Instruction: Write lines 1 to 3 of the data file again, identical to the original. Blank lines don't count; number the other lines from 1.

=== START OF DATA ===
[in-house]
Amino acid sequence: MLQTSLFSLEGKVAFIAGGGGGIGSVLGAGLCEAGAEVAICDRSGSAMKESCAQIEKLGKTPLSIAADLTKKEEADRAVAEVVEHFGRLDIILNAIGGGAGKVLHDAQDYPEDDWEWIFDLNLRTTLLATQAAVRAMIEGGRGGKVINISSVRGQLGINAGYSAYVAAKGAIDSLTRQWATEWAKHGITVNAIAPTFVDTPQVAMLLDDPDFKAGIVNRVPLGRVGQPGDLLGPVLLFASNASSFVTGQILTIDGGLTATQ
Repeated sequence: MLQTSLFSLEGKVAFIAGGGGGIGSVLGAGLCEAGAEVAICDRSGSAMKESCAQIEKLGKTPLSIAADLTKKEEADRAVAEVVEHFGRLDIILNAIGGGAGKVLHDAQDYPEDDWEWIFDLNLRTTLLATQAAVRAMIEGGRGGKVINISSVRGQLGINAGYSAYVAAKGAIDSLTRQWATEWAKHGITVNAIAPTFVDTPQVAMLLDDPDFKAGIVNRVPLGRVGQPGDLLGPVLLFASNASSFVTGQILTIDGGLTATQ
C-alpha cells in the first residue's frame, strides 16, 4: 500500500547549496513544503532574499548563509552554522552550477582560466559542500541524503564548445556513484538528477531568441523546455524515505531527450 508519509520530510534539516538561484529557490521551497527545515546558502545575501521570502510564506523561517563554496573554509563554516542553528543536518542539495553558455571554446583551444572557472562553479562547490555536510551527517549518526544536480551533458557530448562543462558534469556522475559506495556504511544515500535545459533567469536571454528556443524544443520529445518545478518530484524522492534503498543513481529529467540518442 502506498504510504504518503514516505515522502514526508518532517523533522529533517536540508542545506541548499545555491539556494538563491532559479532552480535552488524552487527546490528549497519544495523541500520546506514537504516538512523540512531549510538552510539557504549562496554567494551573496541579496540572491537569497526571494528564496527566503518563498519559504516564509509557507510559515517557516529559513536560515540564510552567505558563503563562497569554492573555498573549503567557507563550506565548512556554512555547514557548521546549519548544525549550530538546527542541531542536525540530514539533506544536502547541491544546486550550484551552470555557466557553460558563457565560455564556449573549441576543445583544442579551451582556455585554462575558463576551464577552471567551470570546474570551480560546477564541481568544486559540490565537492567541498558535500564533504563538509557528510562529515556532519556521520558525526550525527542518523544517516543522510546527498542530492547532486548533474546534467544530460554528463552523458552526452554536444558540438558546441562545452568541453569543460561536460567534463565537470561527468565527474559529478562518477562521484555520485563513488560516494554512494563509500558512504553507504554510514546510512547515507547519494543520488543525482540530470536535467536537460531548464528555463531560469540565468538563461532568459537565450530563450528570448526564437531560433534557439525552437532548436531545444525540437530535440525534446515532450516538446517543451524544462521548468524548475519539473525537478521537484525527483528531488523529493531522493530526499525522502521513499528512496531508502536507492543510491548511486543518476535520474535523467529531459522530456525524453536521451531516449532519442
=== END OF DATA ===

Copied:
[in-house]
Amino acid sequence: MLQTSLFSLEGKVAFIAGGGGGIGSVLGAGLCEAGAEVAICDRSGSAMKESCAQIEKLGKTPLSIAADLTKKEEADRAVAEVVEHFGRLDIILNAIGGGAGKVLHDAQDYPEDDWEWIFDLNLRTTLLATQAAVRAMIEGGRGGKVINISSVRGQLGINAGYSAYVAAKGAIDSLTRQWATEWAKHGITVNAIAPTFVDTPQVAMLLDDPDFKAGIVNRVPLGRVGQPGDLLGPVLLFASNASSFVTGQILTIDGGLTATQ
Repeated sequence: MLQTSLFSLEGKVAFIAGGGGGIGSVLGAGLCEAGAEVAICDRSGSAMKESCAQIEKLGKTPLSIAADLTKKEEADRAVAEVVEHFGRLDIILNAIGGGAGKVLHDAQDYPEDDWEWIFDLNLRTTLLATQAAVRAMIEGGRGGKVINISSVRGQLGINAGYSAYVAAKGAIDSLTRQWATEWAKHGITVNAIAPTFVDTPQVAMLLDDPDFKAGIVNRVPLGRVGQPGDLLGPVLLFASNASSFVTGQILTIDGGLTATQ